PURPOSE: Systemic corticosteroids are the established primary treatment for orbital pseudotumors, but patients with recurrent and refractory pseudotumors commonly are observed. In this retrospective study, the authors aimed to assess the value of corticosteroids in the management of orbital pseudotumor.

METHODS: The clinical notes, computed tomography scans, and histologic specimens of patients with orbital pseudotumor seen at the Orbital Center, Amsterdam, between 1976 and 1994 were analyzed with particular regard to the clinical and visual outcome. The patients were categorized according to the anatomic location of the pseudotumor within the orbit. Patients with pseudotumors restricted to the lacrimal gland or an extraocular muscle were excluded.

RESULTS: The authors studied 32 patients with orbital pseudotumor, 20 of whom had histopathologic confirmation. Twenty-seven of these 32 patients received systemic corticosteroids as an initial treatment. Of these 27 patients, 21 (78%) showed an initial response and 10 (37%) obtained a cure. After the initial response, 11 (52%) of the 21 patients recurred. Optic nerve involvement was present in 13 (41%) of the 32 patients, and all except 1 patient recovered with corticotherapy. The mean follow-up of therapy was 4.3 years (range, 5.3 months-21.5 years).

CONCLUSION: The authors found a moderate response, a high recurrence, and a low cure rate in patients treated with corticosteroids for orbital pseudotumor, and they therefore challenge the value of corticosteroids in both diagnosing and treating this condition. However, in patients with pseudotumor-induced optic neuropathy, corticosteroids remain of value.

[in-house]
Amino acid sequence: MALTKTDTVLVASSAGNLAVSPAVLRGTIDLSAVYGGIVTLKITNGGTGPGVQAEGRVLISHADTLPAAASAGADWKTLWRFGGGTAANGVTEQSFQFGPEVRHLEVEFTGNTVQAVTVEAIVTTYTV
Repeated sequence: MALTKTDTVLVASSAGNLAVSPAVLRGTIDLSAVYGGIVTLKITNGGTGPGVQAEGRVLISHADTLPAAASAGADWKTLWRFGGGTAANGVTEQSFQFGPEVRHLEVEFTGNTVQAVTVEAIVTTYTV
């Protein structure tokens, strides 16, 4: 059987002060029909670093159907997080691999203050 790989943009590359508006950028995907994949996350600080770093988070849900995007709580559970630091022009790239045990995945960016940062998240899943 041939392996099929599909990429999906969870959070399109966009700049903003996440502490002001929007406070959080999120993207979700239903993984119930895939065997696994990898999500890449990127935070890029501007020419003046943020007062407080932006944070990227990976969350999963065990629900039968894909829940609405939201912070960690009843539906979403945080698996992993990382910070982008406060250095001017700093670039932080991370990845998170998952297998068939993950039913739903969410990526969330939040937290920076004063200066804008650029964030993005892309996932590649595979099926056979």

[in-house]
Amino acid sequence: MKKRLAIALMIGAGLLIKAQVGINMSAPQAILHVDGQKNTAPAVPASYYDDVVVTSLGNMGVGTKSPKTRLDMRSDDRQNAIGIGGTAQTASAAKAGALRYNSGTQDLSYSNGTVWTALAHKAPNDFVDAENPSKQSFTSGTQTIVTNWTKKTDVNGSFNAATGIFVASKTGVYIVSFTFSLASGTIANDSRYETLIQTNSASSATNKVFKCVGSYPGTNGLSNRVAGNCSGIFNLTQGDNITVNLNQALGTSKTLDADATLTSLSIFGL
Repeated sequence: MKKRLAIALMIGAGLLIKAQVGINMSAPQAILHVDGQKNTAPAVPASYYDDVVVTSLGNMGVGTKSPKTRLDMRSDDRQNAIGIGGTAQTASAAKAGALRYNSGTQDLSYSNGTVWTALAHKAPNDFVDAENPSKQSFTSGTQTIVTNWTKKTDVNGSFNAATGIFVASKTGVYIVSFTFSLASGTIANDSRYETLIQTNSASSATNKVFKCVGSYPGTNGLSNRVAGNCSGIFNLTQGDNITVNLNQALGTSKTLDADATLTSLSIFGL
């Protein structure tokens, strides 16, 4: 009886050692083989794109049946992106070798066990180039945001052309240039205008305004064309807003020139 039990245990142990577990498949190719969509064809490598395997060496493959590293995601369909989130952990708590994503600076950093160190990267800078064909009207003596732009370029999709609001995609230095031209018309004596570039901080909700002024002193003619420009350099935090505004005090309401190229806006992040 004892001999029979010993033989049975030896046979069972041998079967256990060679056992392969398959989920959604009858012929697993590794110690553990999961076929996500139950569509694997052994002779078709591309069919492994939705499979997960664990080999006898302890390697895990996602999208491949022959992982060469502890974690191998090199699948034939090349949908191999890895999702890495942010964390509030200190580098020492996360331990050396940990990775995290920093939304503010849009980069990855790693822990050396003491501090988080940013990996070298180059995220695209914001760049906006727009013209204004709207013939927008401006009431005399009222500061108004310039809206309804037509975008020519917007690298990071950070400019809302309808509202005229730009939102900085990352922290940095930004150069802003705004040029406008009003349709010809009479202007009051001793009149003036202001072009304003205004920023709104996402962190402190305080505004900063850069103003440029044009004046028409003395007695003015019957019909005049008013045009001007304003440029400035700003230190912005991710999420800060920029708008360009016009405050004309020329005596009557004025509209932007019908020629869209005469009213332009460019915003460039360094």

Radiotherapy for idiopathic inflammatory orbital pseudotumor. Indications and results.

Sergott RC, Glaser JS, Charyulu K

Arch Ophthalmol 1981 May;99(5):853-6 Abstract quote

Supervoltage radiotherapy was used in 21 orbits of 19 patients with idiopathic inflammatory orbital pseudotumor. Seventeen orbits (15 patients) were initially treated with systemic corticosteroids, but recurrence of orbital inflammation during dosage tapering was the most frequent indication for radiotherapy.

Fifteen orbits (14 patients) responded favorably, as judged by reduced proptosis, decreased lid edema and conjunctival injection, improved ocular motility, and increased visual acuity. Six orbits (five patients) did not improve with radiotherapy. Patients who were successfully treated with radiotherapy have been free of recurrence for a mean follow-up period of 25.05 months; these patients have not required further corticosteroid treatment or additional radiotherapy.

Low-dose (1,000 to 2,000 rad) supervoltage radiotherapy seems to have a definite role in the management of idiopathic orbital pseudotumor in the following instances: (1) when corticosteroids fail or systemic complications are unacceptable (2) when signs and symptoms recur during decreasing corticosteroid dosage, and (3) when systemic corticosteroids are medically contraindicated.